PRELIMINARY REVIEW of the 2020 SANTA CRUZ TALLBOY
2020 Santa Cruz Tallboy IV Ridden
Santa Cruz has been on a bike launch tear this year and this is the 5th mountain bike launched in 2019, starting with the Carbon Chameleon in January. Then it was a full suspension quartet of the Blur, Megatower, Hightower and now the Tallboy. The TB4 gets the same V10 shock configuration of the Mega and Hightower to become the shortest travel Santa Cruz with this architecture. Like other bikes in the line the Tallboy gets longer, slacker, but the bottom bracket height actually grows a little. The reach stretches out 20mm on the size large I've been testing but the head angle makes a comparatively monstrous leap from 68º to 65.5 or 65.7 depending on the flip chip position. Good riders will tell you it's possible to feel half a degree of HA change so a 2.3 or 2.5º is significant. It's clear Santa Cruz has a certain type of rider in mind, and it's likely very few of them ride with their lycra showing.
Those 2+ degrees tilt back a short travel bike that was already very capable. I used the last TB tester well beyond it's intended range and it was up for the challenge. Another difference is that the previous version had only 110mm of rear travel and the 29er version had a 120mm fork. Those numbers both jump by 10mm putting the bike into the lower end of what most people would call the trail bike category. I wouldn't call this an XC bike despite its diminutive travel numbers, at least not what most of us think of as an XC bike, but you could easily use it for marathon racing with some less burly tires.
As a kid I spent a lot of time thinking about cars, and I was always puzzled by poor design. In my pre-pubescent brain it seemed to me that it shouldn't cost more to make a good looking car, and yet the vast majority of economy cars were ugly then, as they are now. I've been similarly confounded by the 'poor' geometry numbers of most shorter travel bikes. I realize the perception is that slack head angles make the front end imprecise climbing and make it difficult to navigate through tight uphill switchbacks, but wider bars and shorter stems do much to alleviate any issues in those situations. It also seems to me that those issues (real or perceived) are minor when measured against the advantages of slack head angles; more comfortable high speed and steep riding and the ability to push through larger obstacles with your front wheel. I'll take that trade every time.
The numbers looked good to me but of course they only tell part of the story so it was on-trail research time. It's likely no surprise that testing a 120mm bike on the Shore and along the Sea to Sky corridor will involve situations where 120mm bikes haven't traditionally been welcome and I've ridden very little smooth single track in the short time I've had the bike. So far then this test has mostly determined how the TB4 handles more challenging dh terrain as well as how it climbs. I also rode one trail that I also rode on the Bronson last year and on the Hightower earlier this year for purposes of comparison. I'll do anything for science.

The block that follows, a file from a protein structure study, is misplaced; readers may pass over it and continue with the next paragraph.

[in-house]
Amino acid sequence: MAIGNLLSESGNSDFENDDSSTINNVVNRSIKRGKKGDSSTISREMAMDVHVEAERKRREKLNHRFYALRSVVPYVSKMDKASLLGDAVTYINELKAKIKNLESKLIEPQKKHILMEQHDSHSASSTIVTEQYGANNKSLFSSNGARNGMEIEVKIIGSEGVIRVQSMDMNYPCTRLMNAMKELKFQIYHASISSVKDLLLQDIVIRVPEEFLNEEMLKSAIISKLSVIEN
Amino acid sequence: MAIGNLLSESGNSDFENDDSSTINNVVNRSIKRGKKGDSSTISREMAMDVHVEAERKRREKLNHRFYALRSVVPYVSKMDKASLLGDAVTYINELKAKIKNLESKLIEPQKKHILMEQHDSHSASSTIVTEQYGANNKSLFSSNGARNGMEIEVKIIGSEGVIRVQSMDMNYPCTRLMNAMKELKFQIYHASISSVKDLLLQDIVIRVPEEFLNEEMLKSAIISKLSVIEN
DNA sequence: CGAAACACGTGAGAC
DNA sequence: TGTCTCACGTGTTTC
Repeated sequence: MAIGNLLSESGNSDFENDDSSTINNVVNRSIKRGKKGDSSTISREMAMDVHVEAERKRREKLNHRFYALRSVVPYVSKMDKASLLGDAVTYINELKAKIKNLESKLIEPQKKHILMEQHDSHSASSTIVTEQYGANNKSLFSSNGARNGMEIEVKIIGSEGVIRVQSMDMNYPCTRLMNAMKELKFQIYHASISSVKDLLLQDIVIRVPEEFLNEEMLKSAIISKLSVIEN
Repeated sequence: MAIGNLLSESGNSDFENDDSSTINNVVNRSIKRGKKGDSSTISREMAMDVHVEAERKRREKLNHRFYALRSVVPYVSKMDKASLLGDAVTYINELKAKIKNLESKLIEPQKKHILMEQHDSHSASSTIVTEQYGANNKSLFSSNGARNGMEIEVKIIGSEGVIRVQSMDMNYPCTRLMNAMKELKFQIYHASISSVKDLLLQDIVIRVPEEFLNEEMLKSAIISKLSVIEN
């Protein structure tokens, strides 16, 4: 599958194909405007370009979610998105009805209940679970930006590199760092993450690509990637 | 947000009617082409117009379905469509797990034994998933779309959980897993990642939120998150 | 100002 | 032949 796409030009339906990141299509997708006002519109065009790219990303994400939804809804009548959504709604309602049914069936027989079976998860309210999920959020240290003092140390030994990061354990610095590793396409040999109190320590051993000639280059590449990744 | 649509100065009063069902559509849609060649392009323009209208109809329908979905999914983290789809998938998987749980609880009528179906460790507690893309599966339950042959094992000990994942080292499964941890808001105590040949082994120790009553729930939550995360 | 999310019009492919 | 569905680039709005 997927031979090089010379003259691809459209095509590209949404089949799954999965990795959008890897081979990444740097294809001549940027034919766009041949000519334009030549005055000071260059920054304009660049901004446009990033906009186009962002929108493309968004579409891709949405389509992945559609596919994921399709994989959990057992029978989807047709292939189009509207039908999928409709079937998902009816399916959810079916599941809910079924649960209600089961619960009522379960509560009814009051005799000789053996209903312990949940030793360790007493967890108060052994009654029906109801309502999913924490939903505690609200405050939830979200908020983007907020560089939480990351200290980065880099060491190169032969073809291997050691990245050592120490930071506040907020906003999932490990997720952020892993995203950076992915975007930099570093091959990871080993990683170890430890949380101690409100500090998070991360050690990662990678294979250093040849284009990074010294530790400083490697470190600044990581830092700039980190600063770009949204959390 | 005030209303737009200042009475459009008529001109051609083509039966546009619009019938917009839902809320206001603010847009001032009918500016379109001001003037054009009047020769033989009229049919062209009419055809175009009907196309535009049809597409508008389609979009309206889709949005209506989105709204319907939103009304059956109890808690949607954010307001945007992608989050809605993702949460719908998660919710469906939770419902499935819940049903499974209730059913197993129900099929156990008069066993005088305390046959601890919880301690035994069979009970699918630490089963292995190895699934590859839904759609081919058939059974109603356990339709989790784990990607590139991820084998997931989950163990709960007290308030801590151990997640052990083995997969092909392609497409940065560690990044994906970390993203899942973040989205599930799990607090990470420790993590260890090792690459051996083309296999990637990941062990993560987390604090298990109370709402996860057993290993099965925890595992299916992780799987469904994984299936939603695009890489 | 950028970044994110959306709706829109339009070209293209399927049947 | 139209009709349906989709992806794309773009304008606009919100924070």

The trail, that I'll call The Spanish Underpants, is mostly steep and often quite loose and on both the new Bronson and Hightower I was amazed at how both bikes tamed this line. On sections where I had previously wished for 250mm rotors I found myself lifting off the brakes and accelerating. It's hard for me to identify exactly why that is but it's certainly some combination of geometry and traction. With this in mind I tipped into the trail wondering if I should be more timid on this bike with a less robust fork and significantly less travel. In the end my experience was very close to those bikes. I found myself picking more challenging lines and riding in what was for me more spirited form. The larger bikes had rotors and tires and forks that combined for a sturdier feel, but the Tallboy's more feathery stature had very little impact on my confidence. This machine isn't just capable on steep trails, the way the previous TB was, it positively rips them.
I had another back to back opportunity up in Whistler riding in the Cheakamus zone. I rode a trail on the TB4 and then went back a few days later on my Yeti SB 150. I had never seen the trail before my descent on the TB but it was beautifully built and predictable. Except when it wasn't. There was one very long and steep chute and a few other obstacles that would have given me pause on virtually any bike, but even when I was surprised, the TB4 was very keen and incredibly manoeuvrable and it kept me out of trouble and having fun. The SB150 has fatter, stickier rubber, a combined 80mm more travel, more aggressive geometry and better brakes and I was able to ride faster and with more confidence. I particularly noticed the difference in travel on a few higher speed sections where I was able to confidently carry more speed, but in other situations the differences were more subtle and the overall gap was much smaller than I would have expected.
Not surprisingly the TB4 surges uphill beautifully. The rear wheel digs in effectively and the suspension remains active without excessive bobbing. At just under 28 lbs with beefy tires the XO1 CC model could be XC race light after a tire change. The Tallboy is available in two levels of carbon and there is also an aluminum option. For women there is a Juliana Joplin model.
Prices start at 1999 USD for an aluminum frame and rise to 10399 USD for the top of the line AXS model with Reserve wheels. Santa Cruz frames are covered by a lifetime warranty and the purchase price includes lifetime bearing replacement. We'll send you out with this video I watched moments ago for the first time that echoes my thoughts from the caption for this article (although calling this an XC bike does it a disservice IMHO).